The way the bamboo leans out of the frame,
Some of its leaves cut short by the frame's edge,
Makes room for swathes of air which you would think,
If it were sold in bolts, would drape like silk.
Below, where one pond spills from the stone ledge
Into the next, three carp as white as milk
Glow through the water near the painter's name,
A stack of characters brushed in black ink.
The open spaces and the spare detail
Are both compressed into that signature:
He made his name part of the work of art.
Slice of crisp leaf, smooth flourish of fish fin
Are there to show you he is very sure
Of how the balance of things kept apart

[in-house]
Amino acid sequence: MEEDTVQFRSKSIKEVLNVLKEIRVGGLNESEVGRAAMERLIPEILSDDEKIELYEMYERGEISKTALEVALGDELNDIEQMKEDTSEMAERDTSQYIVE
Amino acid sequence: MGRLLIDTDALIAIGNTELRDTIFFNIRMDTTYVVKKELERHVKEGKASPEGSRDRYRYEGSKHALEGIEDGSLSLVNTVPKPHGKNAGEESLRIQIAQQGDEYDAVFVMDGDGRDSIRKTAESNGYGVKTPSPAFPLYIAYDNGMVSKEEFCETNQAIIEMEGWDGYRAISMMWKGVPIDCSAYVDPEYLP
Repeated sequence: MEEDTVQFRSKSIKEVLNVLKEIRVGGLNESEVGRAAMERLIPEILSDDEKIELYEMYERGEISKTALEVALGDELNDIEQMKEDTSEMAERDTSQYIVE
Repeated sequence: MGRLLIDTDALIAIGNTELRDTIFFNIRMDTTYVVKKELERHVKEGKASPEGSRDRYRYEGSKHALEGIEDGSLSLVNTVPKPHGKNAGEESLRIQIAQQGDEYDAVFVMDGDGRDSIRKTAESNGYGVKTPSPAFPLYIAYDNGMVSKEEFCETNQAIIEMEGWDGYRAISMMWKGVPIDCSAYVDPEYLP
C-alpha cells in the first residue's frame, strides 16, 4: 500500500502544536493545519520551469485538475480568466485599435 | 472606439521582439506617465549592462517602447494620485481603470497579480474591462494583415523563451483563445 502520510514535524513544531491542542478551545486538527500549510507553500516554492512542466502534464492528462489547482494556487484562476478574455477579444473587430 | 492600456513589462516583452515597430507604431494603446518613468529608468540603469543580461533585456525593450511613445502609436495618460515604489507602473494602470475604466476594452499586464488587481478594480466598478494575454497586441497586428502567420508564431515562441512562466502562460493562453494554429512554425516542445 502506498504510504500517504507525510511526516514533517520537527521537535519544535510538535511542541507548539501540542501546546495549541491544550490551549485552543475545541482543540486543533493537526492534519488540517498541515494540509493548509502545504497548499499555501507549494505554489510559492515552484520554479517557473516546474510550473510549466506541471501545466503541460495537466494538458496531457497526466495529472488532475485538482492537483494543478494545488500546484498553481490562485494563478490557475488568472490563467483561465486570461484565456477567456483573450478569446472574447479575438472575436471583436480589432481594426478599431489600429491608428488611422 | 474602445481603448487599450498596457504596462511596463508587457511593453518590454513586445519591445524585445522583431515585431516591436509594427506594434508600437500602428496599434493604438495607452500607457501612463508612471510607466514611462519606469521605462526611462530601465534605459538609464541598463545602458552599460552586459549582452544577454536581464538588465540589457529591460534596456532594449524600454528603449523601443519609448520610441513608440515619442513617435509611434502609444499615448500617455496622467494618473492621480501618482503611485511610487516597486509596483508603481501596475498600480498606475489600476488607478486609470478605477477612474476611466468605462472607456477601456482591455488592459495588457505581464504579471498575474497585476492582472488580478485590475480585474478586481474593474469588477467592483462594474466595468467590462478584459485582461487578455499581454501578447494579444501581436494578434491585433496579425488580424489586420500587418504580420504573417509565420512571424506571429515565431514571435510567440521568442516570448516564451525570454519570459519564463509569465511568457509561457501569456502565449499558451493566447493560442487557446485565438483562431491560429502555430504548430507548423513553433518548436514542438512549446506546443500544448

Can shape a distance. On a larger scale
He still leaves out far more than he puts in.
We're lucky that he does. What he includes,
Almost too beautiful to contemplate,
Already hurts our hearts. Were he to fill
The gaps, the mind would have no place to rest,
No peace in the collected solitudes
Of those three fish, in how each leaf is blessed
With life. Easy to underestimate
A name like his. No substance. Too much skill.
'Signed by the Artist'
Spectator, October 16, 2004